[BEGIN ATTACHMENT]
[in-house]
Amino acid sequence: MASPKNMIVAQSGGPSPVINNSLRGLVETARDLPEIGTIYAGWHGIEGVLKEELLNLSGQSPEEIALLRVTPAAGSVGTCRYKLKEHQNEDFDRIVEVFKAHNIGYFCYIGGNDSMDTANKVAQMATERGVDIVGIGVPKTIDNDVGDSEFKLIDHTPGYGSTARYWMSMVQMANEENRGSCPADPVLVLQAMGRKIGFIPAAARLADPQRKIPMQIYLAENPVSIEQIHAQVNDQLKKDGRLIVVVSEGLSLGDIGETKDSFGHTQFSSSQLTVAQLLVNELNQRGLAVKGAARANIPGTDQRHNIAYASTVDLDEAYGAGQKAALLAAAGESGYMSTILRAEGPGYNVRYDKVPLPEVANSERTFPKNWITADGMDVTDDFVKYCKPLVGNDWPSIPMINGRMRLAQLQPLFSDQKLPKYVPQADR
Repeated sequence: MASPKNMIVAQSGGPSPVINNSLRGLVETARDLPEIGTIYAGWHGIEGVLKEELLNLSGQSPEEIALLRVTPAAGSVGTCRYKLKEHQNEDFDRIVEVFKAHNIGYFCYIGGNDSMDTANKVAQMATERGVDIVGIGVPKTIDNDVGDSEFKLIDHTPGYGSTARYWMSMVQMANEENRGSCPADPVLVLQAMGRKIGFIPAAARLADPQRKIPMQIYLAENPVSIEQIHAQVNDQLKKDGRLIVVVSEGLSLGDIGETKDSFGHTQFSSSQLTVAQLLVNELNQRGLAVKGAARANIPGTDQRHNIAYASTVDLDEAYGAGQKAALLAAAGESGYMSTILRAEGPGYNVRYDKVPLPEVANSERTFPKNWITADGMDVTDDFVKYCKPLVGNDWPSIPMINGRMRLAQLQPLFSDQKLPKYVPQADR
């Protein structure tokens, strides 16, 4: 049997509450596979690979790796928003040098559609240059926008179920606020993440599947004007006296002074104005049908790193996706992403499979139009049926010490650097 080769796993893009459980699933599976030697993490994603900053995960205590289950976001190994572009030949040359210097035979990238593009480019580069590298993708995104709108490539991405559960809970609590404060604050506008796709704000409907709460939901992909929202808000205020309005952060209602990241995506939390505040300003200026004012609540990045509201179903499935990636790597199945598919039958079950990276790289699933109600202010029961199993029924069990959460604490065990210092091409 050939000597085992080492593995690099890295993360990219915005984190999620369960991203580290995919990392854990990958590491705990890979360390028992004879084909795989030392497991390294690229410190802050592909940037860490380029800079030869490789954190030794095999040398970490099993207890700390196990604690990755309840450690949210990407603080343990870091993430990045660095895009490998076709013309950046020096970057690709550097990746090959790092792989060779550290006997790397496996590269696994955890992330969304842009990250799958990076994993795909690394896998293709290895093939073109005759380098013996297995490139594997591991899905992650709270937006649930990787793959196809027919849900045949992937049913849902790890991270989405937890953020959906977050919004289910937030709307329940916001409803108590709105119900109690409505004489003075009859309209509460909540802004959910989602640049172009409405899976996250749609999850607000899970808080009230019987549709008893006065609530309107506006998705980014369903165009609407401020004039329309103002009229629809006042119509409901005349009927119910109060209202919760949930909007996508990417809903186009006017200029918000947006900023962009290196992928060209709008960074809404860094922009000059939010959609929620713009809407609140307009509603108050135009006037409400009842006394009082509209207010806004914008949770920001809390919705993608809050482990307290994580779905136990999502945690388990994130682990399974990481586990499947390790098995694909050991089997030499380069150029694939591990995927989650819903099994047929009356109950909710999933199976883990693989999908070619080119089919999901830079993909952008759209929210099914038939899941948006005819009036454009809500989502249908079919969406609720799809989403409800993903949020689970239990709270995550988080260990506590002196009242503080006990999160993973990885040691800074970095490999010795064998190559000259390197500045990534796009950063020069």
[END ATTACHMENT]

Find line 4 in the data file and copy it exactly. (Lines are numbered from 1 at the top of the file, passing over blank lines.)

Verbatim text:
């Protein structure tokens, strides 16, 4: 049997509450596979690979790796928003040098559609240059926008179920606020993440599947004007006296002074104005049908790193996706992403499979139009049926010490650097 080769796993893009459980699933599976030697993490994603900053995960205590289950976001190994572009030949040359210097035979990238593009480019580069590298993708995104709108490539991405559960809970609590404060604050506008796709704000409907709460939901992909929202808000205020309005952060209602990241995506939390505040300003200026004012609540990045509201179903499935990636790597199945598919039958079950990276790289699933109600202010029961199993029924069990959460604490065990210092091409 050939000597085992080492593995690099890295993360990219915005984190999620369960991203580290995919990392854990990958590491705990890979360390028992004879084909795989030392497991390294690229410190802050592909940037860490380029800079030869490789954190030794095999040398970490099993207890700390196990604690990755309840450690949210990407603080343990870091993430990045660095895009490998076709013309950046020096970057690709550097990746090959790092792989060779550290006997790397496996590269696994955890992330969304842009990250799958990076994993795909690394896998293709290895093939073109005759380098013996297995490139594997591991899905992650709270937006649930990787793959196809027919849900045949992937049913849902790890991270989405937890953020959906977050919004289910937030709307329940916001409803108590709105119900109690409505004489003075009859309209509460909540802004959910989602640049172009409405899976996250749609999850607000899970808080009230019987549709008893006065609530309107506006998705980014369903165009609407401020004039329309103002009229629809006042119509409901005349009927119910109060209202919760949930909007996508990417809903186009006017200029918000947006900023962009290196992928060209709008960074809404860094922009000059939010959609929620713009809407609140307009509603108050135009006037409400009842006394009082509209207010806004914008949770920001809390919705993608809050482990307290994580779905136990999502945690388990994130682990399974990481586990499947390790098995694909050991089997030499380069150029694939591990995927989650819903099994047929009356109950909710999933199976883990693989999908070619080119089919999901830079993909952008759209929210099914038939899941948006005819009036454009809500989502249908079919969406609720799809989403409800993903949020689970239990709270995550988080260990506590002196009242503080006990999160993973990885040691800074970095490999010795064998190559000259390197500045990534796009950063020069």